According to data from Nielsen, during a four-week period ending on June 16, Simply Lemonade saw all-channel dollar sales increase by 6 percent, despite a 14.2 percent increase in average unit price. That comes against drops in dollar sales for some refrigerated orange juice brands, including Tropicana, Minute Maid and Simply’s own line.

Meanwhile, Coke-owned Odwalla is taking a different tack in using premium lemonade primarily as an on-premise offering. At the National Restaurant Association (NRA) show in May, the brand sampled a new frozen concentrate line of craft lemonades, which are sweetened with cane sugar and aimed at consumers “seeking customization and premiumization,” according to a spokesperson for the company. Flavors include blackberry basil, pomegranate limeade, lavender mint and classic lemonade. The products are still in a testing phase, and are scheduled to launch in Q4.

On the other end of the spectrum is newcomer Poppilu. Based in the Chicago area, the brand was created by founder Melanie Kahn as an alternative to sugar-laden lemonades and was recently accepted into Springboard, a food and beverage accelerator program launched by Kraft Heinz. With the inclusion of aronia berry, an antioxidant rich fruit sourced from local farmers in the Midwest, Poppilu has emphasized its health benefits and lower sugar content (11 g of added sugars per 12 oz. bottle) relative to other lemonades on the market.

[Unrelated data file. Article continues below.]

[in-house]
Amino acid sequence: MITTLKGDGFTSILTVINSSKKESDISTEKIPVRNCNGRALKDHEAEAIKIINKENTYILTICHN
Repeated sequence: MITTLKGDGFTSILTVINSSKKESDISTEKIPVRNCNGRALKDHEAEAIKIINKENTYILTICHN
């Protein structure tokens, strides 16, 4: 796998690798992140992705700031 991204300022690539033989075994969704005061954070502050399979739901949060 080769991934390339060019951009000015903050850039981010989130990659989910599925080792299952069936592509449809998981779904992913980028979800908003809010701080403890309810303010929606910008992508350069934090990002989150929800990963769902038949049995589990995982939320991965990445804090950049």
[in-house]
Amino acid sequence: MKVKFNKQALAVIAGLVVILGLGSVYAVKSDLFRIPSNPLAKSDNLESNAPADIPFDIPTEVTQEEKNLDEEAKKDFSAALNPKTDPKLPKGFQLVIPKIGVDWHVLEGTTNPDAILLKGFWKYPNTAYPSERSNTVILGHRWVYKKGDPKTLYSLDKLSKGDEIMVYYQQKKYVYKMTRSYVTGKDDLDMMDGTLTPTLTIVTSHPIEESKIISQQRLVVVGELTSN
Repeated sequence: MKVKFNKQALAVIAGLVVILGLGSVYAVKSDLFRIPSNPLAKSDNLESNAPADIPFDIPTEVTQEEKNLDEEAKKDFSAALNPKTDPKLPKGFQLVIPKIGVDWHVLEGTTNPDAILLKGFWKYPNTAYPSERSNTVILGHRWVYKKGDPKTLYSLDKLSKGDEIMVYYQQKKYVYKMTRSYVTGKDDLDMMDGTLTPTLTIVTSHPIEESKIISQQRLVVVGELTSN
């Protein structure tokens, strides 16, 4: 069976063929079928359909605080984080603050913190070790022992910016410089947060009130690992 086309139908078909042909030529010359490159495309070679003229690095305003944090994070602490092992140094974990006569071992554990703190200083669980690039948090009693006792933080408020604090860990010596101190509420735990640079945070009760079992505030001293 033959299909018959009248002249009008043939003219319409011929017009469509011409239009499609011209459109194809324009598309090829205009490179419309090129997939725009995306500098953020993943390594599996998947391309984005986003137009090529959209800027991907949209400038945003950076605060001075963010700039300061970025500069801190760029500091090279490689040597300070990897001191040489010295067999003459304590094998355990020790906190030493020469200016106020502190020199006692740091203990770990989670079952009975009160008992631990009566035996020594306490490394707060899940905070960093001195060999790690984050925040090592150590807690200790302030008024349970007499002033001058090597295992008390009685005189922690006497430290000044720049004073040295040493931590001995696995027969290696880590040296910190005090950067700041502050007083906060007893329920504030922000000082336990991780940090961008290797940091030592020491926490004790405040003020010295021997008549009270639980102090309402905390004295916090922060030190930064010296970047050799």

“For us, it’s about giving the consumer permission to love lemonade again,” said Kahn. “I’m not going to have to sell anyone on whether or not they like citrus; what I have to do is be able to communicate that this is a health-forward drink.”

Kahn also said that Poppilu’s functional call out can make it an attractive option within a relatively stagnant refrigerated juice set.

“The refrigerated juice category has lacked for innovation,” she said. Rather than compete for space in the functional beverage set, which she noted can span a broad range of consumer need states and use occasions, Kahn is hoping to disrupt the existing cold juice segment with a better-for-you lemonade offering. “We are giving them something healthy in a set that consumers are starting to turn away from because a lot of those juices don’t offer the nutrition that consumers want.”

Even for lemonade brands using more traditional recipes, managing sugar content is an unavoidable task. Hubert’s Lemonade, for example, sweetens its products with a blend of cane sugar (14g per 12 oz. bottle) and stevia leaf extract, with each bottle containing 120 calories. In Europe, Italian soda brand San Pellegrino, which is owned by Nestlé, recently announced that it would be cutting sugar in its lemon-flavored Limonata SKU by 40 percent in the coming months in favor of a sugar-stevia blend.

Yet for a drink as simple and timeless as lemonade, there may not be a need for drastic reformulation. Courtlyn Smith, founder of Austin, Texas-based Shade Tree Lemonade, said that his brand has worked to find the right balance between tart and sweet while maintaining the spirit of fresh squeezed organic lemonade.

“We realized that being more on the tart end of the spectrum, rather than everyone else, was the direction we wanted to head for,” he said. “Not everyone likes tart, but people are leaning more towards health — that itself is a prerequisite to having less sugar.”